The Southwestern Historical Quarterly, Volume 73, July 1969 - April, 1970 Page: 394
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Southwestern Historical Quarterly
Saltillo August 28th 1825
Immediately after my arival in this [place] I maid the enquieries
relitive to the lands or the cituation of the Spanish grants in the provins
of Texas. Its the opinion of the Baron de Bastrop' that it would be very
deficult to perchais aney large amount of those claims that would be
valuable at present. The most valuable of those grants is in the hands
of persons in goo[d] sircumstanses and they are not disposed to sell
except at the fool [full] value.
As it respects the claimes or grants that remains in the Archives at
San Antonia he is of the opinion that they cannot be disposed of until
the Stait gives sufficient notis for those claments to come forward if
ther is aney in existance. If Mr. Barington is still disposed to maik large
purchaises in this provins I would recommend him to pass through this
provins and get acquainted with this Baron Bastrop. He has been a
long time in this country and o[w]nes large grants of the best land in
the country and is disposed to sell. I would alwais recommend the per-
chaiser to visit the land previous to making a perchais. At present the
country is in rather a unpleasant situation on account of the Comanche
Indians who has again commenst their Savaige wars on the frontier
inhabitants of this Stait. They have murderd severil families laterly &
stole maney horses etc. I have been in the frontiers of Texas for some
time and have observd that the Stait of Lousianna have lost a grait
maney slaives that have taken refuge in this Republick of Mexico. The
evill arising from this to the oaners [owners] and such citizens as may
hereafter be in the saim situation is obvious, and as Texas forms a pro-
tection at all times as well as the territory of new Leone and Tami-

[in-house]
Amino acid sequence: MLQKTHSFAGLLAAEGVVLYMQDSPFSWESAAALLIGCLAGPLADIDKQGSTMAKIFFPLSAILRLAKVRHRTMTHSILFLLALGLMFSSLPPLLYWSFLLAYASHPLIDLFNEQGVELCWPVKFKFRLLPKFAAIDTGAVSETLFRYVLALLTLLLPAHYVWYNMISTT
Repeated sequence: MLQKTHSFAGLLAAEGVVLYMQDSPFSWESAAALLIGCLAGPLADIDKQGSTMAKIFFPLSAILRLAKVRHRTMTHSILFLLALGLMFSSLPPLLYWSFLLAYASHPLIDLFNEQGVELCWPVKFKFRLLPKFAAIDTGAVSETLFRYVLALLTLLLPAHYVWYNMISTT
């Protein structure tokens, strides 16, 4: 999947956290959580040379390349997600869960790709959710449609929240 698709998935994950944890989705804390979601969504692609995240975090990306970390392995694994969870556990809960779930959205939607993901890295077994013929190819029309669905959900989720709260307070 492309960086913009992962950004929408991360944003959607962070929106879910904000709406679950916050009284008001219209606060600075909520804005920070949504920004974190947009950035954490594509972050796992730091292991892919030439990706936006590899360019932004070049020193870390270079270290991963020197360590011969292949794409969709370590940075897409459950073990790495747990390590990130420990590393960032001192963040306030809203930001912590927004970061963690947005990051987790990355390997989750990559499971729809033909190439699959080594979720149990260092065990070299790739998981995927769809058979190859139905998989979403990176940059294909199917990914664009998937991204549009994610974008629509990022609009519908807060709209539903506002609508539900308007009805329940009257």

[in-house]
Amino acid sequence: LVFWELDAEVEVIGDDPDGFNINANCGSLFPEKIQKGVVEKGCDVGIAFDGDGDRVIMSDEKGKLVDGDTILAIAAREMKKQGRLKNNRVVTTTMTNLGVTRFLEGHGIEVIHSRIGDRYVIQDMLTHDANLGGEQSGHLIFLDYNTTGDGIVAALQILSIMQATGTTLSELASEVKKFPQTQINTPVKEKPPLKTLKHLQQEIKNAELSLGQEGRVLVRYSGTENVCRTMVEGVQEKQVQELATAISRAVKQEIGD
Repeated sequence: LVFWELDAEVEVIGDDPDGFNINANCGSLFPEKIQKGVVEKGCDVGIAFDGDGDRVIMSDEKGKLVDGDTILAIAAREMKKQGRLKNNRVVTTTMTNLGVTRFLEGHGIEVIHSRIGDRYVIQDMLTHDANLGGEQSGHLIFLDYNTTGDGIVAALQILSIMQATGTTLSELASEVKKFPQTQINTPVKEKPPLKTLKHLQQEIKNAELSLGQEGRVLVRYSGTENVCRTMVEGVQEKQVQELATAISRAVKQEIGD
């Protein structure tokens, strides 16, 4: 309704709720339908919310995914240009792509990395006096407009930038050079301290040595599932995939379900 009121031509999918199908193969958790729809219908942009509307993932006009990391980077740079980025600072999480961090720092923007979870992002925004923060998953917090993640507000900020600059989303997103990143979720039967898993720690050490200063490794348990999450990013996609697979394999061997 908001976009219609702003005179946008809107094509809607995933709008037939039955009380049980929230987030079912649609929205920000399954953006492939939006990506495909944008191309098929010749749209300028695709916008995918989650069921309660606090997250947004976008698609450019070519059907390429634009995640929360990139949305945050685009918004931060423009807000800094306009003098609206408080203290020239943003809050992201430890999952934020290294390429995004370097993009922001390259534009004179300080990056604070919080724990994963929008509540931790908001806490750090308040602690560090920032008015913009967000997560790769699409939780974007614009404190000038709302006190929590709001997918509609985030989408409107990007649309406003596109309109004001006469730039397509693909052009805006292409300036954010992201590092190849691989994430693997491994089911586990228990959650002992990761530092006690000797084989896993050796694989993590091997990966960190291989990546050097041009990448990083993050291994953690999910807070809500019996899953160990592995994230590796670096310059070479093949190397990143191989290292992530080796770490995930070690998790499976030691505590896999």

lepas and in short all frontier bordering on the U.S. are apt and posibly
inosently to admit not only slaves but every class of depridators and
refugees. It farther appears that maney parts of this country rather en-
courag and harbour such delinquents or refugees and outlaws as abscond
from our country to this, not being able to live under one of the best
governments existing. I am sorry to trouble you with those remarks on
the subject but being well aware of your capasity to forsee the evil
that will arise, not only to this country but also to those colonies that
are forming from the U.S.
You will pardon the remarks I offer to your consideration wishing to
sugest if posible some resiprocal araingement to be maid betweene this
republick and the U.S. by which such slaves might be securd in the
hands of some ofiser as would return them to their o[w]ners, and such
outlaws as is the duty of all to detect might receive such punishment
as our just laws proscribe. The U.S. have so fair as I know ever heldout
'Baron Felipe Enrique Neri de Bastrop settled in San Antonio as early as 18o6. His
support facilitated the awarding of the empresario contract to Austin and his encourage-
ment of migration to Texas was continuous. In 1825, when Milam wrote this letter,
Baron de Bastrop was the representative of B6xar to the state of Coahuila y Texas.
Eugene C. Barker, The Life of Stephen F. Austin: Founder of Texas, 1793-1836 (Austin,
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Texas State Historical Association. The Southwestern Historical Quarterly, Volume 73, July 1969 - April, 1970, periodical, 1970; Austin, Texas. (texashistory.unt.edu/ark:/67531/metapth117147/m1/430/: accessed July 20, 2017), University of North Texas Libraries, The Portal to Texas History, texashistory.unt.edu; crediting Texas State Historical Association.